And so we decided to sing to get our minds on something else. We used to sing the My Little Pony theme song to each other, to be like, “It’s something that’s happy, and you can’t be scared of My Little Pony!” And so this time we thought, “Let’s put on a song and listen to it, so that we’re not scared anymore.” And so we decided to put on “Groove Is In The Heart.” What could go wrong? That song is just fun times, it’s groovy, you’re dancing, you know? It’s about succotash, which I didn’t even know what that was. So I put it in my little pink boom box, and we start playing it, and it gets to this one part in the middle, where there’s this part where it’s sort of like a breakdown, and there’s no singing. There’s this part where you hear this noise in the background, and it’s like “heeeeeeeeeeeeeeeea!” You know what I’m talking about?

AVC: I think it’s a slide whistle, if I’m thinking of the right part.

SS: It’s in the middle of the song, and Ross and I, when that happened—my sister’s name is Ross—it was one of those moments when we both were on the same wavelength. And so she’s like, “Sara…” I’m like, “Yeah,” and she’s like, “This song is kind of creeping me out.” And I’m like, “Me, too! Turn it off!” We got scared of the song for some reason. It just got creepy in the middle. I don’t know why, so then the song was ruined for me, and it made me afraid. Whenever I heard it I just got the willies. I just got just chills on my skin. I don’t know why.


I’ve actually talked to other people before, and they said, “Yeah, that song is kind of creepy.” I think it’s sort of trippy. I can see why kids love that song when you first hear it. The voices, they’re kind of funny. It’s borderline a children’s song. But it’s like a children’s nightmare. There’s something about it that just gets creepy. The video is all psychedelic and stuff.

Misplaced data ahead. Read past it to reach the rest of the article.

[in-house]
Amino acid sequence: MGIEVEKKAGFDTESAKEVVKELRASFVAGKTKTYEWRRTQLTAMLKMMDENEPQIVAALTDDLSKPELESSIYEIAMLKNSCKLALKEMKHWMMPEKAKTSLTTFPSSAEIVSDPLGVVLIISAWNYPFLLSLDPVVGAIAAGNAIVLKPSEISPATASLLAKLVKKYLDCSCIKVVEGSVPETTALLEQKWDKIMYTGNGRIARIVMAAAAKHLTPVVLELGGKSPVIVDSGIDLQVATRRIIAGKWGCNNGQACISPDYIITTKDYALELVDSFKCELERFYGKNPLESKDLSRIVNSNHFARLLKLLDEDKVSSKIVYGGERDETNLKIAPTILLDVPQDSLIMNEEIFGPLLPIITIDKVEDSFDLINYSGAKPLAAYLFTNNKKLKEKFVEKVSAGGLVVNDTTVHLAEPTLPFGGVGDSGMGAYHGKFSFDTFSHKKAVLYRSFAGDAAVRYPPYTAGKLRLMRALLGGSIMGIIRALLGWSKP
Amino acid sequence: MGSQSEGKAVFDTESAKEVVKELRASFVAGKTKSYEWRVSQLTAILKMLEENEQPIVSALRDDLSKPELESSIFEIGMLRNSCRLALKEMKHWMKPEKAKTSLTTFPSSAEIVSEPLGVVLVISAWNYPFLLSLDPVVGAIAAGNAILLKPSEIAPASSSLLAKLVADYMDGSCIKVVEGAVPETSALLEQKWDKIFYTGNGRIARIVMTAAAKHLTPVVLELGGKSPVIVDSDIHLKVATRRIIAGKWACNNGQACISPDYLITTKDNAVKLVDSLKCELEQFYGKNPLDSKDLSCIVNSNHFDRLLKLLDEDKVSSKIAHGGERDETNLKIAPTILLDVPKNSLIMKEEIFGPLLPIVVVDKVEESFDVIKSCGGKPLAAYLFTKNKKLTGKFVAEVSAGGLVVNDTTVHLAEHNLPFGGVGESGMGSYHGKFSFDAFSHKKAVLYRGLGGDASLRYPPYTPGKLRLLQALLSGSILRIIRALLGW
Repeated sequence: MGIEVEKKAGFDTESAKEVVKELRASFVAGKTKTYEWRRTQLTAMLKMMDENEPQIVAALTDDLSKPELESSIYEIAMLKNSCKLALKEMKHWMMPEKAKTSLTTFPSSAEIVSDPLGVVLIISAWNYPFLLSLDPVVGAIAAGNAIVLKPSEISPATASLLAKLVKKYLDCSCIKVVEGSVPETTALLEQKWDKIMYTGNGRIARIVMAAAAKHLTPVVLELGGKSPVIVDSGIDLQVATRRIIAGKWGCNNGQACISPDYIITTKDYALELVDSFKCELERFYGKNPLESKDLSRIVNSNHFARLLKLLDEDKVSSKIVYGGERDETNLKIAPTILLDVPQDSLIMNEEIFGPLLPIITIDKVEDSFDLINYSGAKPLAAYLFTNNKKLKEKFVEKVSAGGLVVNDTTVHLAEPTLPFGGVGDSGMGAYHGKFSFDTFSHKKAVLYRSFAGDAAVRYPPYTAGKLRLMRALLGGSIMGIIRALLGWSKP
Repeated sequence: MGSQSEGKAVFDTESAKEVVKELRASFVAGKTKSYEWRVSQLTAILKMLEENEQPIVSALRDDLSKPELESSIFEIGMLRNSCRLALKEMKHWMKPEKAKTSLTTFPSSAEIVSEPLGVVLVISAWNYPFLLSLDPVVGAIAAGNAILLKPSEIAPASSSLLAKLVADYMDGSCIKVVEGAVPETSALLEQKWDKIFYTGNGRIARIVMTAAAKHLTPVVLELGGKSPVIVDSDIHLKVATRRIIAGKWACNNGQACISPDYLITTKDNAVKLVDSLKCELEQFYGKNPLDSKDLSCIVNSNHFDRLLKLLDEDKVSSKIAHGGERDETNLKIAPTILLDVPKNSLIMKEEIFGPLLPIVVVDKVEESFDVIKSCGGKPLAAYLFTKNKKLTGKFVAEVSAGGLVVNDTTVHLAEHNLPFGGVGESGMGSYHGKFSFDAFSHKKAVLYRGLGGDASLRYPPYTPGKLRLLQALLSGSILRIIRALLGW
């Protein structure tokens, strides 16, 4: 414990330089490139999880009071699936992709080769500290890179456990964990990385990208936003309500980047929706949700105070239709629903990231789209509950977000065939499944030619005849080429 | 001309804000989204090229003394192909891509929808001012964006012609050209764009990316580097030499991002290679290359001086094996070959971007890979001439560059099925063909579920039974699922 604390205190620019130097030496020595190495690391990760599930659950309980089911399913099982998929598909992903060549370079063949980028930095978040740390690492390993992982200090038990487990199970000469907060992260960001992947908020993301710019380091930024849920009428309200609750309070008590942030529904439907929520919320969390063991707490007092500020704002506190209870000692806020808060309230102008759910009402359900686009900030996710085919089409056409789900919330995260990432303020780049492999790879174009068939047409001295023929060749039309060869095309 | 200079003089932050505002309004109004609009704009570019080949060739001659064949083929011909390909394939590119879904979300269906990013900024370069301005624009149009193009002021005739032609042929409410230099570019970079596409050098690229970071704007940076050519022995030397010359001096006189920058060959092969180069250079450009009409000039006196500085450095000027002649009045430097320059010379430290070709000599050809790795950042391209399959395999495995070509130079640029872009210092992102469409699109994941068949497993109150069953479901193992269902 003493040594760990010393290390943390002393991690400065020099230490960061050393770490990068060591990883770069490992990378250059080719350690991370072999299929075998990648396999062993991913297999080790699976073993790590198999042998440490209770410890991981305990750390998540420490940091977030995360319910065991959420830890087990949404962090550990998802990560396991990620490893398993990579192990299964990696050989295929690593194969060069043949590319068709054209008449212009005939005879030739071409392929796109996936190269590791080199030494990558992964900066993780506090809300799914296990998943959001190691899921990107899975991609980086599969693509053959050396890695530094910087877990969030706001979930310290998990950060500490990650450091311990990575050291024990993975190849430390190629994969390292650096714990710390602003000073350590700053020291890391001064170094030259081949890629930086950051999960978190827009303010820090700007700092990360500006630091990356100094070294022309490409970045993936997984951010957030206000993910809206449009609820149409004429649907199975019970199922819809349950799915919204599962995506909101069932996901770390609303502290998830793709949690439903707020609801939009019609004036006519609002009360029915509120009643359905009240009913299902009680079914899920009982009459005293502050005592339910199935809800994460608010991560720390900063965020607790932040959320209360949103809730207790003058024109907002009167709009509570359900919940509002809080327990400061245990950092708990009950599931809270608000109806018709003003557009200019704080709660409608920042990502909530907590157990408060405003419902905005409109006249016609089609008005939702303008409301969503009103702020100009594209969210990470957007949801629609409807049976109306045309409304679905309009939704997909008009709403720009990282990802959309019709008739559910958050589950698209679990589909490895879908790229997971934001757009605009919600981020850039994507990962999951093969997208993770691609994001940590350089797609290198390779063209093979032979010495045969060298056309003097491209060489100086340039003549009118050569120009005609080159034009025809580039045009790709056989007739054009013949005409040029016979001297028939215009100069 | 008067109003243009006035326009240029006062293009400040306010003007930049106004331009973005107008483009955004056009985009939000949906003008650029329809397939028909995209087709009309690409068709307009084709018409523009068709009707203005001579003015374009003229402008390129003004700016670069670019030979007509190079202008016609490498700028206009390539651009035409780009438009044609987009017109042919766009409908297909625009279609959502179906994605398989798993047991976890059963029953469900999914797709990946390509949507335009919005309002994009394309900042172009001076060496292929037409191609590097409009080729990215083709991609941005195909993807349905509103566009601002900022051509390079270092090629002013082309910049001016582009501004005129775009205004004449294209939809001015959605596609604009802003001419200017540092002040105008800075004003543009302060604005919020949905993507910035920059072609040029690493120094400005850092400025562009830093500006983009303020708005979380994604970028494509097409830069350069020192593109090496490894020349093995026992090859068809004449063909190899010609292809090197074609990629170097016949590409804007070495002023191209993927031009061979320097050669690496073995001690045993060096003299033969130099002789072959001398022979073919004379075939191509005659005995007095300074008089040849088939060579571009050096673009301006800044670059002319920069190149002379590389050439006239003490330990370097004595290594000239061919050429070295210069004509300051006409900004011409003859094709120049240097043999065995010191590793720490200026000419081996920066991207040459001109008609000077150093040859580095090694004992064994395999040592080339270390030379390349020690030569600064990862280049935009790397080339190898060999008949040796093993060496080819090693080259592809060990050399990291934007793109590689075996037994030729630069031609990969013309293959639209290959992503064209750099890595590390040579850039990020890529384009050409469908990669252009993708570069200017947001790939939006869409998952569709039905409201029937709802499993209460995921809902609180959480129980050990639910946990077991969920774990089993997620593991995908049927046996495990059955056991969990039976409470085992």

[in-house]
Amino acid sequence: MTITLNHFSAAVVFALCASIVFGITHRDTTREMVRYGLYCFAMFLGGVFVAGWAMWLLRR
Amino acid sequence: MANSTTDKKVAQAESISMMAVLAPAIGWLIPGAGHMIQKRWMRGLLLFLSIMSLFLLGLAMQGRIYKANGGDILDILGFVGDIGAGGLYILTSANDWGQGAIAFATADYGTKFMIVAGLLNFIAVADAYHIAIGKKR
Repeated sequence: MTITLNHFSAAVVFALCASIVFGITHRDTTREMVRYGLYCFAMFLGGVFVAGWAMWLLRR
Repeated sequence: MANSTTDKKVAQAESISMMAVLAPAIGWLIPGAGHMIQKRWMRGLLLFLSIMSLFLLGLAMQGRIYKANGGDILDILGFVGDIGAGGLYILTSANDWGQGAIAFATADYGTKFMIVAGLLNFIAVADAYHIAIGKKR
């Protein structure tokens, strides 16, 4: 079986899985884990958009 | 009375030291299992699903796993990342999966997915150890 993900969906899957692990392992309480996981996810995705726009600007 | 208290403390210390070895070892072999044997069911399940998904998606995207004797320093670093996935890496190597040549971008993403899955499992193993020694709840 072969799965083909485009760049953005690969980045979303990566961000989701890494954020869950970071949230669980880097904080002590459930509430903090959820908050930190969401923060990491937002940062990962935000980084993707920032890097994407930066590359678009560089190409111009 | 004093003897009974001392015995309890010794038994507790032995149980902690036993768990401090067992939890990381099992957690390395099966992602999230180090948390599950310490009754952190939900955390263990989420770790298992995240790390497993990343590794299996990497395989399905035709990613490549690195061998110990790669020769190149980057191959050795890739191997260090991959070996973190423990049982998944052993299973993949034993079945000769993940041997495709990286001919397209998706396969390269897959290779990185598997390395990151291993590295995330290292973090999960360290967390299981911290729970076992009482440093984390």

So we just turned it off and it was even worse. We were double scared. It felt like the devil was coming in our room. The song has never been the same ever since that night. And I don’t know why. It just was a perfect storm of being a kid and being scared.


I don’t know what it is about that song that somehow turns scary in the middle of the night under the covers. I seriously can’t listen to it now without getting the heebie-jeebies. And it’s all because some kid got in the shot in one of the most important films of our time. It got ruined by this kid who hung out behind a curtain. And it wasn’t even a kid—it was a cardboard cutout! It was a Ted Danson cardboard cutout or something. Wait—was Ted Danson in that?

AVC: He was. It was Danson, Steve Guttenberg…

SS: Burt Reynolds?

AVC: It was Tom Selleck. Close.

SS: I always get them mixed up. It was a cardboard cutout of one of them that I guess had been on set for something, and it somehow made it in the shot and became part of a 12-year-old’s nightmares.


That’s kind of why I hate that song. It’s the love/hate. I want to love it. I want to dance to it. But then I hear that banshee screaming in the background and I’m like, “You get away from me!”

AVC: Do you think it’s the slide whistle?

SS: It’s definitely an instrument of some kind. Or is it a person? Or is it the devil?